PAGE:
ethical-standards-in-social-workWe couldn't find a good article online about the ethics of media appearances for social workers. What do you do when asked to comment about a client for newspaper, radio, or TV?  For an answer, we turned to Dr. Frederic Reamer, a professor, author, and social work ethics authority. His response:

I have not written articles on this specific topic, although I say a little bit in my book Ethical Standards in Social Work

I'd suggest reviewing relevant standards in the NASW Code of Ethics (particularly standard 1.07[k]).

As I trust you know, social workers have a duty to avoid disclosure of any identifying, confidential, or privileged information about a client without client consent.  Occasionally a client will consent to such disclosure to media.  I think social workers need to be careful about disclosing such information, even with client consent, if there's any risk that the client would be harmed by the disclosure.  Part of the problem with disclosure with client consent is that the general public may not know that the client consented, and this can create the impression that therapists don't protect client confidentiality.  I often tell reporters that I can comment about "classes" or "groups" of clients in general, but I'm not permitted to comment about any individual client.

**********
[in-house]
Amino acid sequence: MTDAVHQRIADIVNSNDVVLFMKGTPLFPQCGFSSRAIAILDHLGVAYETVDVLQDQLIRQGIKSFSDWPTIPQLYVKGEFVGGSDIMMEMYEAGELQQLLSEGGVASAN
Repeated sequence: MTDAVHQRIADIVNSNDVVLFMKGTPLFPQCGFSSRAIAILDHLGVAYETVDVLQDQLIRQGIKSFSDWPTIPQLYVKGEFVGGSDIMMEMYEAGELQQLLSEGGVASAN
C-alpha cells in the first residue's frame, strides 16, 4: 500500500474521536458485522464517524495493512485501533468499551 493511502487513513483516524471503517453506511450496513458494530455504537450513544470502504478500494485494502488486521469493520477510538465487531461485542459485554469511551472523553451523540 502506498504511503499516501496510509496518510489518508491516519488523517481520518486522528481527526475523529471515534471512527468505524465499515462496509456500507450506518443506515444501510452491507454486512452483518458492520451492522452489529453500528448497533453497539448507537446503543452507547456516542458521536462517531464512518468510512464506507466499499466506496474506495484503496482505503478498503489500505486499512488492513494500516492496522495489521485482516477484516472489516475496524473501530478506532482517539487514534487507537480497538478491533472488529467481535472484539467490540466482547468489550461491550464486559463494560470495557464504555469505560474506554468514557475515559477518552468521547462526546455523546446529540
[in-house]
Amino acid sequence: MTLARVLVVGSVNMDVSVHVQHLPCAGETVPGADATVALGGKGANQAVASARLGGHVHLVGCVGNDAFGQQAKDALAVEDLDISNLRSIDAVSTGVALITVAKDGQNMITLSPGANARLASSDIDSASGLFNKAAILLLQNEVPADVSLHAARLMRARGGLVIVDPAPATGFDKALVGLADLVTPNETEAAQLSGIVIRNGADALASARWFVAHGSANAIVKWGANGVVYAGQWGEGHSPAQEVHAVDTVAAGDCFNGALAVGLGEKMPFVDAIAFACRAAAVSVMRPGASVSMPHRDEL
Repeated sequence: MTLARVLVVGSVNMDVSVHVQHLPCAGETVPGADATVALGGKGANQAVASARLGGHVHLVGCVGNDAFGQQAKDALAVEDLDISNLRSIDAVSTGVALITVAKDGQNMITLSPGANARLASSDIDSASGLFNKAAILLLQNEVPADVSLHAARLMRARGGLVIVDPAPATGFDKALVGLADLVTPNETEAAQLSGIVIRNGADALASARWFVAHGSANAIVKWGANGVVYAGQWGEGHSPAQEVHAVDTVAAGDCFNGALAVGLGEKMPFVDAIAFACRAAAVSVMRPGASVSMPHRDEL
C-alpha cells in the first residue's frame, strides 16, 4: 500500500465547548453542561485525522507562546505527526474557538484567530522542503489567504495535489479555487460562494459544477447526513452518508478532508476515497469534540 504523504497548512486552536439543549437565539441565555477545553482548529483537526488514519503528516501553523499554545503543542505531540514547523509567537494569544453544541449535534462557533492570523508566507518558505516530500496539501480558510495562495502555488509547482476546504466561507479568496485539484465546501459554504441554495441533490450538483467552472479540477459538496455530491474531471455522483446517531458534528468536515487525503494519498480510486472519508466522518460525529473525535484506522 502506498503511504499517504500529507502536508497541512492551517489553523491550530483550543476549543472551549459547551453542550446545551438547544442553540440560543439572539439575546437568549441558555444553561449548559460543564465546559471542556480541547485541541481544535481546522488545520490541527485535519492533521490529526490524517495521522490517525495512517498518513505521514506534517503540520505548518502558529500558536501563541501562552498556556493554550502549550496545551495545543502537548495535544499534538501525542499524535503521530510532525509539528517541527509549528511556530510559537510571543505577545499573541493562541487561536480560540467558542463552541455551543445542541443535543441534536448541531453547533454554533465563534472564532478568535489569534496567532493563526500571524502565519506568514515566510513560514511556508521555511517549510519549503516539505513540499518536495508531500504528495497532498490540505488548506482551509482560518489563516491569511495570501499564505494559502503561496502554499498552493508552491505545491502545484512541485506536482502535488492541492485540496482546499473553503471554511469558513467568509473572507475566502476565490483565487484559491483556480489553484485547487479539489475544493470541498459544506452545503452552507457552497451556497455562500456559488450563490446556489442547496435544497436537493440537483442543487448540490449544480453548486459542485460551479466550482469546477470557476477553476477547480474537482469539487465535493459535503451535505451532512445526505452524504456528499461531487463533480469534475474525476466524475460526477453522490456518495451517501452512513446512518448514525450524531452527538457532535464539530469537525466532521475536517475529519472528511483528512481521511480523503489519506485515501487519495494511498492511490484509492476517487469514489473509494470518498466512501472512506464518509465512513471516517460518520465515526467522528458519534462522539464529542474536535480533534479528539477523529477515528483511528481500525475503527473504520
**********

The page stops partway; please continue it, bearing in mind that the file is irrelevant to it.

I would be careful to document thoroughly any discussion with a client about the potential benefits and risks of disclosure.

For more from Dr. Reamer, try Amazon and his Social Work Today column, Eye on Ethics.

May 17, 2013
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